📗 Started reading The History of the English Language, 2nd Edition by Seth Lerer

cover of The History of the English Language by Seth Lerer

I’d gone through the first edition several years back and thought I’d do a quick review, particularly in relation to some history of memory I’ve been working on and thinking about.

Throughout the day and commuting in the car to class, I’ve listened through lecture 4.

📖 14% done with The History of the English Language, 2nd Edition by Seth Lerer

cover of The History of the English Language by Seth Lerer

Listened to Lecture 5 and the first several minutes of 6 today while cooking in the kitchen.

There’s some interesting history about the ideas of law, ligatures, and links. He also has an interesting history of the words ‘apocalypse’ and ‘revelation’ which ultimately mean the same thing. Apocalypse essentially means to ‘take away the cover’. He doesn’t go into it, but this word also has historical relation to the removal of the curtain within the holy of holies, or in the New Testament the rending of said curtain at the death of Jesus. Subsequently there has obviously been a lot of semantic shift to create our modern day meaning of apocalypse.

📖 28% done reading The Unteachables by Gordon Korman

Another school-centric story. And again with alternating chapters from the different perspectives of the characters. It’s certainly a good way to breed empathy for the characters and also not a bad way to get the readers to identify with one or more of them along the way.

Book cover of The Unteachables by Gordon Korman featuring a cartoon image of a middle school desk and a trash can on fire

📖 15% done with Ruined by Design by Mike Monteiro

📖 15% into reading Ruined by Design: How Designers Destroyed the World, and What We Can Do to Fix It by Mike Monteiro

Read Chapters: The Ethics of Design, How Designers Destroyed the World, and Moving Fast and Breaking Things

I was very reticent about this book at first, but it is way more essential than I initially thought! I knew I was going to know almost all of the examples, and I’ve generally been right on that account so far, but he’s going beyond the problems with potential solutions. I was worried it was going to be something that I would appreciate and heartily recommend to others without getting much out of it myself, but it reads quickly and easily and there’s a lot here that I want to come back and ponder about further.

Despite the fact that I don’t feel like a professional web designer by trade, what he’s talking about here are standards of human care and interaction that anyone who makes anything should be thinking about on a daily basis. Whether you’re building or creating things for others or even making your own daily life, at heart, you’re designing something.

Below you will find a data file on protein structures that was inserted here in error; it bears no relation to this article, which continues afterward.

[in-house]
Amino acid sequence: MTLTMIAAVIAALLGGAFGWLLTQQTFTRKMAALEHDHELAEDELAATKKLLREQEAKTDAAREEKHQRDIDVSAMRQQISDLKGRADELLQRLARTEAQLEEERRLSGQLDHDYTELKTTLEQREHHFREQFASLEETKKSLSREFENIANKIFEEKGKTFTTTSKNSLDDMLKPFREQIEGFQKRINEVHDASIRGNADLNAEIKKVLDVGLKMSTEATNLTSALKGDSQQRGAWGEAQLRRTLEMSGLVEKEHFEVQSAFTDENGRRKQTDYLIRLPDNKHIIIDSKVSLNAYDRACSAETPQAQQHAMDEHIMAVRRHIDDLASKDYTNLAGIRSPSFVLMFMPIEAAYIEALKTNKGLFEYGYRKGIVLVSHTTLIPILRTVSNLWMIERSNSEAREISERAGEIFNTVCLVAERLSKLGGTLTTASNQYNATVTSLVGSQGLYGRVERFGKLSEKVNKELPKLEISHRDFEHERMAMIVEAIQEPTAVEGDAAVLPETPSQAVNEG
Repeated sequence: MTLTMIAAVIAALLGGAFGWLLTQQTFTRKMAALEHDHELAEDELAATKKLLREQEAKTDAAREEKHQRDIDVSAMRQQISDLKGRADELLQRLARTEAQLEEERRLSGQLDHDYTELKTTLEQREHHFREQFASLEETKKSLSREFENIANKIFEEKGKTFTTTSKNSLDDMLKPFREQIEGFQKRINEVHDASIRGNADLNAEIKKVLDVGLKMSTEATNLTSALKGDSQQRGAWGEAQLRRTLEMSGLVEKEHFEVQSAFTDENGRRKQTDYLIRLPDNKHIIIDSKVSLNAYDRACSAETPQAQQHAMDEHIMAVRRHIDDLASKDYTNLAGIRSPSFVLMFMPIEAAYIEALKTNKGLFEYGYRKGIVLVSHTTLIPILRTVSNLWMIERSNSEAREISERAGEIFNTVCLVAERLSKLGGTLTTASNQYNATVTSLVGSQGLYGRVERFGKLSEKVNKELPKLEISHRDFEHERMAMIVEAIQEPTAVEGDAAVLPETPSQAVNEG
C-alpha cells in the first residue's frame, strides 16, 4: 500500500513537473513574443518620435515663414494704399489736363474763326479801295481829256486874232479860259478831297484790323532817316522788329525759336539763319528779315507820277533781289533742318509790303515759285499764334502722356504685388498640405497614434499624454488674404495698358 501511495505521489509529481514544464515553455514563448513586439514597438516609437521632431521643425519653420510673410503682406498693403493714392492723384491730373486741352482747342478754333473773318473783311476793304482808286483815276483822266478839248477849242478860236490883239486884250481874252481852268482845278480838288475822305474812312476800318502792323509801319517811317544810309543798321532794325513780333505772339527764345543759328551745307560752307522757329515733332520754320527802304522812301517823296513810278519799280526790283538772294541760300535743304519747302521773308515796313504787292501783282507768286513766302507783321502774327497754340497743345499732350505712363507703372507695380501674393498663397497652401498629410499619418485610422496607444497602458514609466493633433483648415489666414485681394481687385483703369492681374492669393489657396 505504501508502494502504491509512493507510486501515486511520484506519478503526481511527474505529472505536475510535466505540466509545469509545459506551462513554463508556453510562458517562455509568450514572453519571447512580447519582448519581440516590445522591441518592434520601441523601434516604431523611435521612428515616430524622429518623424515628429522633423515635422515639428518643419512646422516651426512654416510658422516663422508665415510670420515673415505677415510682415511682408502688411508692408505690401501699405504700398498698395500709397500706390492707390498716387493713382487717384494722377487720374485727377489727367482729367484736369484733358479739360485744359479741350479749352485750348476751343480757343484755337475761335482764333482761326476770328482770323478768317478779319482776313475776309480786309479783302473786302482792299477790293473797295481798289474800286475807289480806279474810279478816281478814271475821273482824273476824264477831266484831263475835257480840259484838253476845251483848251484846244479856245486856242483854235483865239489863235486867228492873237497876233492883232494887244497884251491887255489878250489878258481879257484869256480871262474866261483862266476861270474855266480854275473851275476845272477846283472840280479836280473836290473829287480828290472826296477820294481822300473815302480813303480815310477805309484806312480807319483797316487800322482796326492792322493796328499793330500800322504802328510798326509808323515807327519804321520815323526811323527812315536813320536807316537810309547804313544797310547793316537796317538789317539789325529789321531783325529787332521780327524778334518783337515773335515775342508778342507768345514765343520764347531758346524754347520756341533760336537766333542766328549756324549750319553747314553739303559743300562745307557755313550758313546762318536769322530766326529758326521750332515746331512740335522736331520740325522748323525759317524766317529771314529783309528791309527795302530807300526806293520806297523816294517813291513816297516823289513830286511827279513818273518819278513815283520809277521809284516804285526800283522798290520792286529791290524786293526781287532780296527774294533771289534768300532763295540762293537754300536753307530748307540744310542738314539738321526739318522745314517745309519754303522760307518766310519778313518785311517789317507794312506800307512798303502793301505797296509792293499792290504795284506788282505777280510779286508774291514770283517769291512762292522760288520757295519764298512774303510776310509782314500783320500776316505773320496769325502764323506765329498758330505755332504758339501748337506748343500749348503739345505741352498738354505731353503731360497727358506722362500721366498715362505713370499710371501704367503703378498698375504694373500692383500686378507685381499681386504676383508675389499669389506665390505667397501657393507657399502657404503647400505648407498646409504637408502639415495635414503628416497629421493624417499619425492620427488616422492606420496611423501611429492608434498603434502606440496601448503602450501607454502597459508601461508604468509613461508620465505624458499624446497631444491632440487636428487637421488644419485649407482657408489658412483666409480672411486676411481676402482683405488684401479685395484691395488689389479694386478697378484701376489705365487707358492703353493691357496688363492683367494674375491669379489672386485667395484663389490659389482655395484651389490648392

If Chuck Chugumlung hasn’t come across this book yet with respect to his Design X Pasadena group, I’ll recommend it heartily to him.

I also find myself thinking a lot about how people are building and designing technologies in the edtech space. May of the researchers, professors, and instructional designers I know are immersed in some of the ethics and morals behind using these technologies. Generally I hear them talking about what they “wish” they had as tools, but often they seem to be stuck with things they don’t really want and are then attempting to figure out ways around these technologies after-the-fact so that they can use them in an ethical manner. They really need to stand up, refuse to use what they’re given, and demand better design from the start. Even if they’re incapable of building their own tools, they’re slowly, but surely going to loose the war if they don’t move upstream to where the actual decisions are being made. Fortunately some of the work I see in the OER space is being done at the grass roots where people have more choice and say in the design, but I worry that if they’re not careful, those tools will be siloed off with bad design choices by for-profit companies as well.

Title and author on a white background at the top with a red filtered view of an atomic mushroom cloud explosion on the Bikini atoll in the Pacific Ocean

📗 Started reading Ruined by Design: How Designers Destroyed the World, and What We Can Do to Fix It by Mike Monteiro

📗 Started reading Ruined by Design: How Designers Destroyed the World, and What We Can Do to Fix It by Mike Monteiro

📖 Read pages 31-50 of 324 of Japanese From Zero! 1 by George Trombley Jr. and Yukari Takenaka

📖 Read pages 31-50 of Japanese from Zero! 1: Proven Techniques to Learn Japanese for Students and Professionals (Volume 1) 6th Edition by George Trombley and Yukari Takenaka (From Zero!, , ISBN: 978-0976998129)

It’s been far too long since I’ve had this opened and practiced. I really need to get back to it on a regular basis.

Reviewed over pre-lesson D and Lesson 1

📖 Read pages 60-66 of 272 of The Demon in the Machine by Paul Davies

📖 Read pages 60-66 of 251 of The Demon in the Machine: How Hidden Webs of Information Are Finally Solving the Mystery of Life by Paul Davies

So far there’s nothing new for me here. He’s encapsulating a lot of prior books I’ve read. (Though he’s doing an incredible job of it.) There are a handful of references that I’ll want to go take a look at though.

📖 Read pages 21-28 of 528 of Abstract and Concrete Categories: The Joy of Cats by Jirí Adámek, Horst Herrlich, George E. Strecker

📖 Read pages 21-28 of Abstract and Concrete Categories: The Joy of Cats by Jirí Adámek, Horst Herrlich, George E. Strecker

Read while having dinner at UCLA before class. Covered categories, examples, and duality.